his mom ducked as the first dinner plate flew. The opening action was replayed in endless slow-motion loops on off-stage monitors, for benefit of the paying crowd. The plate sailed across the room frame-by-frame on an intriguing slow-motion trajectory to finally slam into the dining room wall scant inches over the terrified woman and explode on contact--a stunning display of porcelain pyrotechnics. The subliminal background screams cranked up a notch in volume.
Little sis, whom mom had been trying to protect, took a shard in the left eye and a trickle of blood ran the course reserved exclusively for tears. The crowd went wild. All overhead spotlights pivoted suddenly to the Tall Man, beautifully synchronized, moving as one.
YOUR WELFARE MOM NEGLECTED TO BRING A FIRST AID KIT TO THE PERFORMANCE TONIGHT, LITTLE GIRL. HERE, HAVE ANOTHER PLATE INSTEAD!
On the other side of the wall, it sounded to Eric as if concurrent wars of nuclear dimension were occurring in the opposite room. One flying dinner plate had nearly sliced clean through the wall; its edge protruded out perpendicularly an inch or so, bearing recriminating testimony to the force with which it had been hurled. The Tall Man didn't bother with special effects, the blood and glass were real. They made for a spectacular show, and went straight to the bottom line.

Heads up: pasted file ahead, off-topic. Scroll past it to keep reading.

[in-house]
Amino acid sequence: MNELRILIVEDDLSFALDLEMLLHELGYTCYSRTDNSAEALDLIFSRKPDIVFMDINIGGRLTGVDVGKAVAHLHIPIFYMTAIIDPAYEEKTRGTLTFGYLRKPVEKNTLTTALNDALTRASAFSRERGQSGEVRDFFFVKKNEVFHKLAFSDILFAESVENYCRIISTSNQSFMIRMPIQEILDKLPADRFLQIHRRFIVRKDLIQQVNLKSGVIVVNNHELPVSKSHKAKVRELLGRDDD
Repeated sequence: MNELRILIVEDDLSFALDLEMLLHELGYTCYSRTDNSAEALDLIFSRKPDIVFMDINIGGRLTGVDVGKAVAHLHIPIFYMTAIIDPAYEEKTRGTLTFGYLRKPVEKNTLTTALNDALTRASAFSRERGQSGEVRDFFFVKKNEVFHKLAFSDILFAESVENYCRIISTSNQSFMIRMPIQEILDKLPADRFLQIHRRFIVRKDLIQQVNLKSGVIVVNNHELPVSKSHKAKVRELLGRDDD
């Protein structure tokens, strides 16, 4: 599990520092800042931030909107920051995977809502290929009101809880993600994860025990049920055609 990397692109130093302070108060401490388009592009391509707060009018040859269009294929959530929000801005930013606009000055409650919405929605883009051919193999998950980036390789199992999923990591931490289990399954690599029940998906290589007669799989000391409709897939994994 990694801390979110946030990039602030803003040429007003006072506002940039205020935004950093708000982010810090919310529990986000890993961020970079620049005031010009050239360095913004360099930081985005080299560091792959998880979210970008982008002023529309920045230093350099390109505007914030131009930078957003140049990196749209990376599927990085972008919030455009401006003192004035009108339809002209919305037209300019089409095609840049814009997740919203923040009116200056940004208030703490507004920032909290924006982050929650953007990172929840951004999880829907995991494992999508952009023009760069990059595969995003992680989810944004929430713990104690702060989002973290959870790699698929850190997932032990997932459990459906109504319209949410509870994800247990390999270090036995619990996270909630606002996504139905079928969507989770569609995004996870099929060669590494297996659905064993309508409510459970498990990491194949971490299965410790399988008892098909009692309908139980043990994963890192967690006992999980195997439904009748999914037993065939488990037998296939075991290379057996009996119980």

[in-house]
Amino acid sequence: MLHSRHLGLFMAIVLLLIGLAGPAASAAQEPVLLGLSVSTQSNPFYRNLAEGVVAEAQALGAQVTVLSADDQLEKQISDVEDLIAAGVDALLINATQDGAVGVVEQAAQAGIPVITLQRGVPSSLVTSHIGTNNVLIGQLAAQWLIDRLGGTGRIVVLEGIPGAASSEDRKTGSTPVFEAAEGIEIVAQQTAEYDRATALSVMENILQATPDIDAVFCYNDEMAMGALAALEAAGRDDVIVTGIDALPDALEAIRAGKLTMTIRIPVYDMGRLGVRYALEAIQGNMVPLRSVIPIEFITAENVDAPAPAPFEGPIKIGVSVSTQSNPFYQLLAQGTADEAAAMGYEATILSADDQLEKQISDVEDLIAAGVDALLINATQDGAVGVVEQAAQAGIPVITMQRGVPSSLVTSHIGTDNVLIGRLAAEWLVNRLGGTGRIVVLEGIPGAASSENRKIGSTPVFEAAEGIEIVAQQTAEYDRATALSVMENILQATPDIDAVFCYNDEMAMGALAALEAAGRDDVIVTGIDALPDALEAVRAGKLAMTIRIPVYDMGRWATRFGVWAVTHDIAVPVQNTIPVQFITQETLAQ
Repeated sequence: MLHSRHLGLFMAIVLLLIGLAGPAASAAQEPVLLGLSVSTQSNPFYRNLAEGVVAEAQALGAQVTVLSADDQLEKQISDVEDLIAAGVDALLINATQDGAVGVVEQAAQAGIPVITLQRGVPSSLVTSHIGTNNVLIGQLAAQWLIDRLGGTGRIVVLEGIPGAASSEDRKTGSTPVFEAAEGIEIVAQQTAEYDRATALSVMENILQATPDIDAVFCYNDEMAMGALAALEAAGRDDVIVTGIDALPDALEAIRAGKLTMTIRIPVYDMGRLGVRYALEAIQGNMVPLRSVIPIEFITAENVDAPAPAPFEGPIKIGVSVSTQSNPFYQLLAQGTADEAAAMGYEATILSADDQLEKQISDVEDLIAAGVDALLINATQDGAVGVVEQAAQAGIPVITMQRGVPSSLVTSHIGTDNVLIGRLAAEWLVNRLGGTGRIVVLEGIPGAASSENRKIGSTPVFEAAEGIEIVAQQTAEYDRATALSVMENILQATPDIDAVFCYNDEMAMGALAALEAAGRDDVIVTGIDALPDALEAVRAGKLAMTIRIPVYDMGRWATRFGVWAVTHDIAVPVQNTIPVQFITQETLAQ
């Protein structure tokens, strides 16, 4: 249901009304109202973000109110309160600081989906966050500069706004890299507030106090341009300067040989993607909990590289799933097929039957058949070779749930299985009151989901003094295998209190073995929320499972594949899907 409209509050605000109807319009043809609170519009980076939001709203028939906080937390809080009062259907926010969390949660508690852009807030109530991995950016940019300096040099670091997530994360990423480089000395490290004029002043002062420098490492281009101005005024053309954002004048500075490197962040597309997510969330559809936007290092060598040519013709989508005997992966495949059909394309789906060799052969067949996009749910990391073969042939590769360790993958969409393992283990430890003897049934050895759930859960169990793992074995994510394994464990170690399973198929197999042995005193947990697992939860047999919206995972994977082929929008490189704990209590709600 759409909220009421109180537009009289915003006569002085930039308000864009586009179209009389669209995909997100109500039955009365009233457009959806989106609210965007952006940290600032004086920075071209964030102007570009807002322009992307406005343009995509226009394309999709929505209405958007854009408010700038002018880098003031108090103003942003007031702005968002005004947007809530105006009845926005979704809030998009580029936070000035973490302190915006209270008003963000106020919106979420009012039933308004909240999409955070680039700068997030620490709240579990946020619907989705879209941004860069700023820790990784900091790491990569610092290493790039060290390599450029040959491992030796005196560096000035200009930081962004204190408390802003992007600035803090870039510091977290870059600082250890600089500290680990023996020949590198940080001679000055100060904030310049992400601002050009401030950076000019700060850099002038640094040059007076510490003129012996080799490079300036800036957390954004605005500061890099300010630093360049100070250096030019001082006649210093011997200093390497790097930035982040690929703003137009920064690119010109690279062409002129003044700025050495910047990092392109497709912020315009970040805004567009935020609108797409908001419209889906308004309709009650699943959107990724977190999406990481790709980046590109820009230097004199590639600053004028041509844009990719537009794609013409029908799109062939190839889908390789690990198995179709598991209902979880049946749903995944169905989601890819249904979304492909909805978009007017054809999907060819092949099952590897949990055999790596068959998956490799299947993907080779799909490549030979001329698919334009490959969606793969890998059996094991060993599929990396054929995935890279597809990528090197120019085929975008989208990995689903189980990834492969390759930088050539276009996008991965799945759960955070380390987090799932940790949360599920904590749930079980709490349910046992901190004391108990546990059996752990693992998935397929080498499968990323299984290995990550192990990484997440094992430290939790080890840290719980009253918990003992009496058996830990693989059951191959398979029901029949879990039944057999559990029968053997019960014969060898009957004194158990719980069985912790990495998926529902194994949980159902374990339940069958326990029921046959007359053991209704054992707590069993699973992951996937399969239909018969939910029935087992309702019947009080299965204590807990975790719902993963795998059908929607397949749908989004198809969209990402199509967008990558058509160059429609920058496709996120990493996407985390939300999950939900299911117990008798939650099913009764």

Eric's little brother entered the room on cue, his eyes white and wild. Eric grabbed him by an arm and dragged him across the room as he searched for a suitable hiding place. The closet was overstuffed with broken toys, and the beds were too low to the floor to offer any refuge. Spotting a hardcover King James Bible within arm's reach, he snatched it up and threw it through the bedroom window, shattering the glass.
The explosions on the other side of the wall ceased as the glass tinkled to the concrete patio outside, and Eric clambered up and out, oblivious to the shards of glass on the ledge that sliced into his palms. Once outside, he turned to help his little brother, but it was too late.
The back door of the house splintered outward as the Tall Man smashed right through it, a dinner plate in hand. Splintered wood flew like shrapnel, and Eric was glad he hadn't burst through the sliding glass door instead. The monster advanced, sneering lecherously. Spotlights cast his face in wicked shadows.